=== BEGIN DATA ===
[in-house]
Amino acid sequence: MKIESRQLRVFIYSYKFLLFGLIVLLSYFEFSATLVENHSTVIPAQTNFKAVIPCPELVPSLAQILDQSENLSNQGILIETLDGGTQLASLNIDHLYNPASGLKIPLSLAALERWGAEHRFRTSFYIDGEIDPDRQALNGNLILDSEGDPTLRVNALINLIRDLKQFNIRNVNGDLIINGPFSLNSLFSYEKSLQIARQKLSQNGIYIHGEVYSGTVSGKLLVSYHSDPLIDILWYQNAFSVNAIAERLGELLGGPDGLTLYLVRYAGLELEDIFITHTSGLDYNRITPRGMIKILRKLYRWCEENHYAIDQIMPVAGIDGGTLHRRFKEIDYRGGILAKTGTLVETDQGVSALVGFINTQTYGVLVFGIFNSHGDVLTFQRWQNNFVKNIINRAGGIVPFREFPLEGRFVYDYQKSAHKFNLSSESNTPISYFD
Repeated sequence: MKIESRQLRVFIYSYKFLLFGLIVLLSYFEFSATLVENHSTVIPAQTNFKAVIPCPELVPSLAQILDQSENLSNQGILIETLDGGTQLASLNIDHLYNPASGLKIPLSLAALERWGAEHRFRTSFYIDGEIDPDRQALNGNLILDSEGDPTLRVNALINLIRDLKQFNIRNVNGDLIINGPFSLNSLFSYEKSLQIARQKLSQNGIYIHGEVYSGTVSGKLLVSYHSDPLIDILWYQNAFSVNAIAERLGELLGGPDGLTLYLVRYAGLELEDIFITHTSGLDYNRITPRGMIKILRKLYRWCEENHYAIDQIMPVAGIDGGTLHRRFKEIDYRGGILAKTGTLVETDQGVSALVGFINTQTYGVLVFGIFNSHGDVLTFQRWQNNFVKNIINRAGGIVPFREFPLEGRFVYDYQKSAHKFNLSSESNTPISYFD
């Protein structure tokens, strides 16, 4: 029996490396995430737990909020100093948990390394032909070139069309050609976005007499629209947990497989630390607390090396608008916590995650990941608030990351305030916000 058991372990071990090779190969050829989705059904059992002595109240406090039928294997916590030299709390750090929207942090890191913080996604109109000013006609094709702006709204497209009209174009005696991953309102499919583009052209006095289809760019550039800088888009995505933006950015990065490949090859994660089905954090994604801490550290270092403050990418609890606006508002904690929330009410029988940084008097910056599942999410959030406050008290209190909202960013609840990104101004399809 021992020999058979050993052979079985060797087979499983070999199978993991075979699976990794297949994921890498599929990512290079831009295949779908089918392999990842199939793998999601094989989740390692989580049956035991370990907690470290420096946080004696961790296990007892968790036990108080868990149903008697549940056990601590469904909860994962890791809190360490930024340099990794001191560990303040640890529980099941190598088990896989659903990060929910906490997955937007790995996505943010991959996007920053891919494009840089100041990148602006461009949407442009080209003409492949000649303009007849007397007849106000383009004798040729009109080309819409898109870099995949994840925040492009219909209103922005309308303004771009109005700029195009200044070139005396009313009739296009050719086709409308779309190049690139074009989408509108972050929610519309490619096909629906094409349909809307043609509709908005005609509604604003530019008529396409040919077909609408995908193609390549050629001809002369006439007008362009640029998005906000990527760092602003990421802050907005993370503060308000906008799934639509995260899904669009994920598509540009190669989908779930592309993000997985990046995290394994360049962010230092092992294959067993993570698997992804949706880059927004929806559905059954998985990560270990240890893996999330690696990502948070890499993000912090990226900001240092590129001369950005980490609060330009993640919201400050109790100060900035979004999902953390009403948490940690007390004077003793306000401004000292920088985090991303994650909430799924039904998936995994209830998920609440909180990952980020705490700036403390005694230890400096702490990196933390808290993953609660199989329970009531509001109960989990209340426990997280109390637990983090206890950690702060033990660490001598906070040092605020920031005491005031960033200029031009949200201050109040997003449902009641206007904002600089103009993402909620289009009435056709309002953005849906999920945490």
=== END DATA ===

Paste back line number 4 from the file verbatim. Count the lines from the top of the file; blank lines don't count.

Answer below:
């Protein structure tokens, strides 16, 4: 029996490396995430737990909020100093948990390394032909070139069309050609976005007499629209947990497989630390607390090396608008916590995650990941608030990351305030916000 058991372990071990090779190969050829989705059904059992002595109240406090039928294997916590030299709390750090929207942090890191913080996604109109000013006609094709702006709204497209009209174009005696991953309102499919583009052209006095289809760019550039800088888009995505933006950015990065490949090859994660089905954090994604801490550290270092403050990418609890606006508002904690929330009410029988940084008097910056599942999410959030406050008290209190909202960013609840990104101004399809 021992020999058979050993052979079985060797087979499983070999199978993991075979699976990794297949994921890498599929990512290079831009295949779908089918392999990842199939793998999601094989989740390692989580049956035991370990907690470290420096946080004696961790296990007892968790036990108080868990149903008697549940056990601590469904909860994962890791809190360490930024340099990794001191560990303040640890529980099941190598088990896989659903990060929910906490997955937007790995996505943010991959996007920053891919494009840089100041990148602006461009949407442009080209003409492949000649303009007849007397007849106000383009004798040729009109080309819409898109870099995949994840925040492009219909209103922005309308303004771009109005700029195009200044070139005396009313009739296009050719086709409308779309190049690139074009989408509108972050929610519309490619096909629906094409349909809307043609509709908005005609509604604003530019008529396409040919077909609408995908193609390549050629001809002369006439007008362009640029998005906000990527760092602003990421802050907005993370503060308000906008799934639509995260899904669009994920598509540009190669989908779930592309993000997985990046995290394994360049962010230092092992294959067993993570698997992804949706880059927004929806559905059954998985990560270990240890893996999330690696990502948070890499993000912090990226900001240092590129001369950005980490609060330009993640919201400050109790100060900035979004999902953390009403948490940690007390004077003793306000401004000292920088985090991303994650909430799924039904998936995994209830998920609440909180990952980020705490700036403390005694230890400096702490990196933390808290993953609660199989329970009531509001109960989990209340426990997280109390637990983090206890950690702060033990660490001598906070040092605020920031005491005031960033200029031009949200201050109040997003449902009641206007904002600089103009993402909620289009009435056709309002953005849906999920945490």